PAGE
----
A portion of dried fruit is approximately 30g, which is about 1 heaped tablespoon of raisins, currants or sultanas, 1 tablespoon of mixed fruit, 2 figs, 3 prunes or 1 handful of dried banana chips.
It is important to note that dried fruit can be high in sugar. Therefore, to reduce the risk of tooth decay, try to eat it as part of a meal, rather than as a snack.
What counts as a portion of vegetables depends on the type of vegetables being consumed. For example, a portion of green vegetables would be 2 broccoli spears or 4 heaped tablespoons of cooked kale, spinach, spring greens or green beans.
With cooked vegetables, 3 heaped tablespoons of carrots, peas or sweetcorn, or 8 cauliflower florets would count as a portion. In terms of salad, a portion would be 1.5 full-length celery sticks, a 5cm piece of cucumber, 1 medium tomato or 7 cherry tomatoes.
When it comes to pulses and beans, 3 heaped tablespoons of baked beans, haricot beans, kidney beans, cannellini beans, butter beans or chickpeas would count as a portion. It is important to note that no matter how many beans and pulses you eat in a day, they only count as a maximum of 1 portion. This is because we need a variety of fruit and vegetables to make sure we get all of the important nutrients. However, this does not apply to green beans, such as broad beans and runner beans, which can count as more than one portion a day.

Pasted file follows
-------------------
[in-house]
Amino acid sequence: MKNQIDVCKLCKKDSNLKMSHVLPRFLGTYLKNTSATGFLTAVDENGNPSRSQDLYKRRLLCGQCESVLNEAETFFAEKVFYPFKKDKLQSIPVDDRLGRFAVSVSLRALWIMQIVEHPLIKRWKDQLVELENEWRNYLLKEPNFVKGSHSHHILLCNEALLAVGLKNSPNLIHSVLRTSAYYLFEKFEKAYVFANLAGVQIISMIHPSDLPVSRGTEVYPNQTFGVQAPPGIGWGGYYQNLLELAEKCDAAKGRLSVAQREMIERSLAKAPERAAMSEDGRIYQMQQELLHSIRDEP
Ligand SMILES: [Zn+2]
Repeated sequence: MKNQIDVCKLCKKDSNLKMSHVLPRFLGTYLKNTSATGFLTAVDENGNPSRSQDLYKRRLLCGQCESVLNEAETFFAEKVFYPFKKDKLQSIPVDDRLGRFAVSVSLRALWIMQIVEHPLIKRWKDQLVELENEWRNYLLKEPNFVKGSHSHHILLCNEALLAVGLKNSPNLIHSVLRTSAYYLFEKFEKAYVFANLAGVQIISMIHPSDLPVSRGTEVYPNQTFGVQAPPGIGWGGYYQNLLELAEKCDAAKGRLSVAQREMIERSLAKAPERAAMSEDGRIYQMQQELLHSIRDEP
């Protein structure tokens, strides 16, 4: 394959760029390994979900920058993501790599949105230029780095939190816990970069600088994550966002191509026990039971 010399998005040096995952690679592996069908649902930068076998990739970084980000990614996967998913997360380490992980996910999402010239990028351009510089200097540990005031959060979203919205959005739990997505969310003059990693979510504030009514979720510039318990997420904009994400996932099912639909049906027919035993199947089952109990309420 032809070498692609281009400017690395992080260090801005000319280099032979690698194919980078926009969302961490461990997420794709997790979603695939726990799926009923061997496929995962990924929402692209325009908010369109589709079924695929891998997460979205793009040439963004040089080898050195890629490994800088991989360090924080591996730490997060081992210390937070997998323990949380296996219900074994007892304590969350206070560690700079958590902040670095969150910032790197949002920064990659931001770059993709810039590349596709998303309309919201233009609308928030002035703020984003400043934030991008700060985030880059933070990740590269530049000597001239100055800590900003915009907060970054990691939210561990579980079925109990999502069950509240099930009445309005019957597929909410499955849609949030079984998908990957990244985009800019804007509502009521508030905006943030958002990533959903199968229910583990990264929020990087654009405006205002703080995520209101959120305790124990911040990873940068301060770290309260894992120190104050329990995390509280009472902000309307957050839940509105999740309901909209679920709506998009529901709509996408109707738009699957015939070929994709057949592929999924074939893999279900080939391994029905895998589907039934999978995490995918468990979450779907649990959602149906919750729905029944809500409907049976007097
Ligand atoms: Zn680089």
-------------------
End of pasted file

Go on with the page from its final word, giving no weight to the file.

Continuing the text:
A note about potatoes
Although potatoes are botanically classified as a vegetable, they don’t actually count towards our 5-aday. This is because nutritionally, they are classified as a starchy food, and when consumed as part of a meal, they typically take the place of other starchy carbohydrate foods, such as bread, pasta or rice. The same also applies to yams, cassava and plantain.
Potatoes may not be part of our 5 a day, but they can play an important role in a healthy, well balanced diet as a starchy food, but be careful how you prepare them: Boiled, baked, mashed or roast potatoes with only a small amount of fat or oil and no added salt are a healthy choice, whereas French fries and other chips cooked in oil or served with salt are not so healthy.
Juices and smoothies
Fruit and vegetable juices and smoothies can contribute toward our 5 a day, but can only ever count as a maximum of 1 portion and should be limited to no more than a combined total of 150ml a day, which is a small glass. So, if you consumed 1 glass of fruit juice, I glass of vegetable juice and a smoothie in 1 day, that would still only count as a single portion.
We need to limit our intake of juices and smoothies because juicing fruit and vegetables releases the sugars they contain, which can lead to tooth decay. Therefore, it is recommended that if we are going to have a juice or a smoothie we should consume it at mealtimes, rather than as a between-meal snack, to reduce its potentially harmful effects on our dental health.